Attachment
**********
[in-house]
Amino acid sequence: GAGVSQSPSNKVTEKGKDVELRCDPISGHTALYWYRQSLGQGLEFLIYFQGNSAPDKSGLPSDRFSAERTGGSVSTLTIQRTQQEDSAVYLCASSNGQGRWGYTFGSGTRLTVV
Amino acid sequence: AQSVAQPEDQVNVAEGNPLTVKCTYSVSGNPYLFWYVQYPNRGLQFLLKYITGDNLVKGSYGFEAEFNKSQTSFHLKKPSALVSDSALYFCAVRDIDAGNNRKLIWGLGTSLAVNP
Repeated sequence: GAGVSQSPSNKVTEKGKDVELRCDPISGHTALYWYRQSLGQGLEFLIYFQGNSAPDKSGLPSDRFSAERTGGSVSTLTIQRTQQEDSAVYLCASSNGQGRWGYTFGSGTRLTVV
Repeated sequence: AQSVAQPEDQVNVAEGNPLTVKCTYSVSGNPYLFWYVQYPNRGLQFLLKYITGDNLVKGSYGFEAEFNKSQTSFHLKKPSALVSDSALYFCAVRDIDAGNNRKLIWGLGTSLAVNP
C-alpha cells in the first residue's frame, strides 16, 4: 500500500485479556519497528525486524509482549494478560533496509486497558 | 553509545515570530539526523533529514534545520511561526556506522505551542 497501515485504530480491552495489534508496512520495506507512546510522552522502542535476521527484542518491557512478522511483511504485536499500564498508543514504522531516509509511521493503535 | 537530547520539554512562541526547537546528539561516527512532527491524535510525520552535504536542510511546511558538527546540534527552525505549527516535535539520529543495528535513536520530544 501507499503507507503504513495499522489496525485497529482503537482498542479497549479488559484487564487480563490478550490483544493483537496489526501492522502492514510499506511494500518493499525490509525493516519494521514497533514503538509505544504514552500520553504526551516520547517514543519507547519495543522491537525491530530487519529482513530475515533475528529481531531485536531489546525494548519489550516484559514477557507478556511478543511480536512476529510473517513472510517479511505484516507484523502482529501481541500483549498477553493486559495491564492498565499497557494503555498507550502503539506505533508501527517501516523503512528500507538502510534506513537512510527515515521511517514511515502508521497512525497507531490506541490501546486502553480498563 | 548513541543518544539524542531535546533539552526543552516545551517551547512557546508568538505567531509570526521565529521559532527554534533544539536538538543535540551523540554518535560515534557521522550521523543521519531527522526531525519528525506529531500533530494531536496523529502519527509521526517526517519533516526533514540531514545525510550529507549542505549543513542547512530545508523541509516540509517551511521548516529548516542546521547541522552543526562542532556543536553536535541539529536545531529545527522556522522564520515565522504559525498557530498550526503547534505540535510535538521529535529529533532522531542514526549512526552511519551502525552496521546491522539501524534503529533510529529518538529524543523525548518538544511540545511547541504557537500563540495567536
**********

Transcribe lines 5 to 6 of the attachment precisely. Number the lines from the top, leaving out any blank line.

Repeated sequence: AQSVAQPEDQVNVAEGNPLTVKCTYSVSGNPYLFWYVQYPNRGLQFLLKYITGDNLVKGSYGFEAEFNKSQTSFHLKKPSALVSDSALYFCAVRDIDAGNNRKLIWGLGTSLAVNP
C-alpha cells in the first residue's frame, strides 16, 4: 500500500485479556519497528525486524509482549494478560533496509486497558 | 553509545515570530539526523533529514534545520511561526556506522505551542 497501515485504530480491552495489534508496512520495506507512546510522552522502542535476521527484542518491557512478522511483511504485536499500564498508543514504522531516509509511521493503535 | 537530547520539554512562541526547537546528539561516527512532527491524535510525520552535504536542510511546511558538527546540534527552525505549527516535535539520529543495528535513536520530544 501507499503507507503504513495499522489496525485497529482503537482498542479497549479488559484487564487480563490478550490483544493483537496489526501492522502492514510499506511494500518493499525490509525493516519494521514497533514503538509505544504514552500520553504526551516520547517514543519507547519495543522491537525491530530487519529482513530475515533475528529481531531485536531489546525494548519489550516484559514477557507478556511478543511480536512476529510473517513472510517479511505484516507484523502482529501481541500483549498477553493486559495491564492498565499497557494503555498507550502503539506505533508501527517501516523503512528500507538502510534506513537512510527515515521511517514511515502508521497512525497507531490506541490501546486502553480498563 | 548513541543518544539524542531535546533539552526543552516545551517551547512557546508568538505567531509570526521565529521559532527554534533544539536538538543535540551523540554518535560515534557521522550521523543521519531527522526531525519528525506529531500533530494531536496523529502519527509521526517526517519533516526533514540531514545525510550529507549542505549543513542547512530545508523541509516540509517551511521548516529548516542546521547541522552543526562542532556543536553536535541539529536545531529545527522556522522564520515565522504559525498557530498550526503547534505540535510535538521529535529529533532522531542514526549512526552511519551502525552496521546491522539501524534503529533510529529518538529524543523525548518538544511540545511547541504557537500563540495567536